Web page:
The enthalpy change for this reaction is $$\mathrm{+41\ kJ\ mol^{-1}}$$ at $$\mathrm{298\ K}$$ , which is still endothermic, but approaching the break-even point. This is not too surprising, as hydrogen gas can behave as a reductant, and the bonds in water molecules are strong, pushing the reaction forwards. Let us make one last tiny modification:

$$\ce{CO2(g) + H2(g) -> CO(g) + H2O\color{red}{(l)}}$$

By assuming the water produced is in the liquid state as opposed to a gas, the reaction surrenders a little more energy, and the calculated reaction enthalpy becomes $$\mathrm{-3\ kJ\ mol^{-1}}$$ at $$\mathrm{298\ K}$$. This reaction is very mildly exothermic, which is to say it releases heat (admittedly, so little that it's within margin of error, and slightly different conditions could make the reaction overall endothermic).

If you're not dead-set on having carbon monoxide as a product, then there are further options still. For example, here is the complete reduction of $$\ce{CO2}$$ to methane ($$\ce{CH4}$$), a considerably exothermic process with a reaction enthalpy of $$\mathrm{-253\ kJ\ mol^{-1}}$$ at $$\mathrm{298\ K}$$:

$$\ce{CO2(g) + 4H2(g) -> CH4(g) + 2 H2O(l)}$$

Methane is not an ideal product, as it too is a greenhouse gas and is a low value chemical feedstock due to its abundance and relative lack of useful chemistry. There is much more interest in conversion of $$\ce{CO2}$$ to compounds such as methanol $$\ce{CH3OH}$$ and formic acid $$\ce{HCOOH}$$. These two particular reactions are also exothermic.

There are several issues with using hydrogen reduction of $$\ce{CO2}$$ as a carbon capture strategy to combat climate change, but perhaps the main one is a real-world factor: most hydrogen we currently produce is derived from fossil fuels, notably from the partial combustion of fossil methane (natural gas) with water at high temperatures, known as steam reforming. Therefore, while alternative sources of hydrogen gas using renewable low-carbon intensity energy are not available, this is a poor strategy to remove anthropogenic $$\ce{CO2}$$ from the atmosphere.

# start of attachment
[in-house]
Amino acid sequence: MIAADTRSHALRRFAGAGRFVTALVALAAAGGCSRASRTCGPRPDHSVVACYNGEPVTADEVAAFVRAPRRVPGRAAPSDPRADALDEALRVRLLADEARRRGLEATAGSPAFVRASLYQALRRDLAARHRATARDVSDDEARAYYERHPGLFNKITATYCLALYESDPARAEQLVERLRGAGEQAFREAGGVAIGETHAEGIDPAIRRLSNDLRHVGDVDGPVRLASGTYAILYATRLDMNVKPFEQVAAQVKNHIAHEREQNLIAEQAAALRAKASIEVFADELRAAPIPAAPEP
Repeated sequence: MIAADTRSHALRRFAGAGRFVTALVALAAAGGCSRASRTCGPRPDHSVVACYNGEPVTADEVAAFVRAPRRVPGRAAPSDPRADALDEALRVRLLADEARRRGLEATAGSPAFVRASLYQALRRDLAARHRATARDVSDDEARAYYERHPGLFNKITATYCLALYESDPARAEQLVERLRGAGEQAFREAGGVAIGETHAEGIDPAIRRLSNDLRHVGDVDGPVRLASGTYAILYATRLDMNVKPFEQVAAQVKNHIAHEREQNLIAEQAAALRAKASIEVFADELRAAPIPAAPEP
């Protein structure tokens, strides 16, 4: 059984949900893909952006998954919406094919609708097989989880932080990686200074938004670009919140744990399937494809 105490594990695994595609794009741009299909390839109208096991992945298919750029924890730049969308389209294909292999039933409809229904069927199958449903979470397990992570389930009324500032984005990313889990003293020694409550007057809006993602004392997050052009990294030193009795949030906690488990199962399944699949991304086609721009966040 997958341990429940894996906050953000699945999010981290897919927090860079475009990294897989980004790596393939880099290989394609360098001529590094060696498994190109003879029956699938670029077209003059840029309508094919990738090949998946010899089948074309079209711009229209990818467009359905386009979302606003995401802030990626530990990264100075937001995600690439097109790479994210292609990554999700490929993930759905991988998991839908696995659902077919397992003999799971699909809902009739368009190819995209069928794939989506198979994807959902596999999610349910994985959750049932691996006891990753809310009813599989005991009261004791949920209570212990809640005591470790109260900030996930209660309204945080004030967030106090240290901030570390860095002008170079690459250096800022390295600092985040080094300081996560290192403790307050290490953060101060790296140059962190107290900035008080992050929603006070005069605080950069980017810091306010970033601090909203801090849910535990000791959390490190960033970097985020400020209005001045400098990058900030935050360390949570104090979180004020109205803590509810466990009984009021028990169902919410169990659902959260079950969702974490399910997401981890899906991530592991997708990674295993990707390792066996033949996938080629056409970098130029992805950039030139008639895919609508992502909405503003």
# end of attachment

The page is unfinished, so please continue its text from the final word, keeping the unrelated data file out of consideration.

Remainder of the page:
• All true, good answer. But if we had readily available hydrogen gaz, I don't think we be burning fossil fuels and producing CO2 in the first place. So, we can assume we don't have hydrogen available. – Jeffrey Sep 3 '20 at 17:44
• And let's not forget that capturing the carbon dioxide is one of the biggest hurdles in the first place. Sure, it's accumulating in the atmosphere, but in the bulk, it's still just a couple hundred ppm - you need to process ridiculous amounts of air to extract the carbon dioxide, and that adds massive costs to anything you do with the carbon dioxide afterwards. Of course, there were interesting alternative proposals - e.g. feeding the exhaust from thermal power plants directly through vats of algae, recovering much of the fuel with the help of sunlight; not without its own problems, though. – Luaan Sep 4 '20 at 8:24
• @Luaan: That would be more than a "interesting alternative proposal". The Dutch commonly run greenhouses on the heat and CO2 of small power plants. It accounts for 10% of the total Dutch electricity production. It's a bit less impressive when you account for the fact that these greenhouses are also illuminated at night, which uses that same electricity. In effect, these greenhouses turn natural gas into food - the other byproduct of burning natural gas is water, which like CO2 is also consumed by the plants. – MSalters Sep 4 '20 at 15:20
• @MSalters That's pretty much what I meant, yeah. We're very far from being anywhere near to a closed loop, but there's certainly at least some cases where it's profitable (money and ecology likewise). Even the fact that they're illuminated at night isn't as bad as it sounds, given that night electricity is still a bit of a waste product - the electricity would have been produced in much the same quantity anyway. – Luaan Sep 6 '20 at 6:11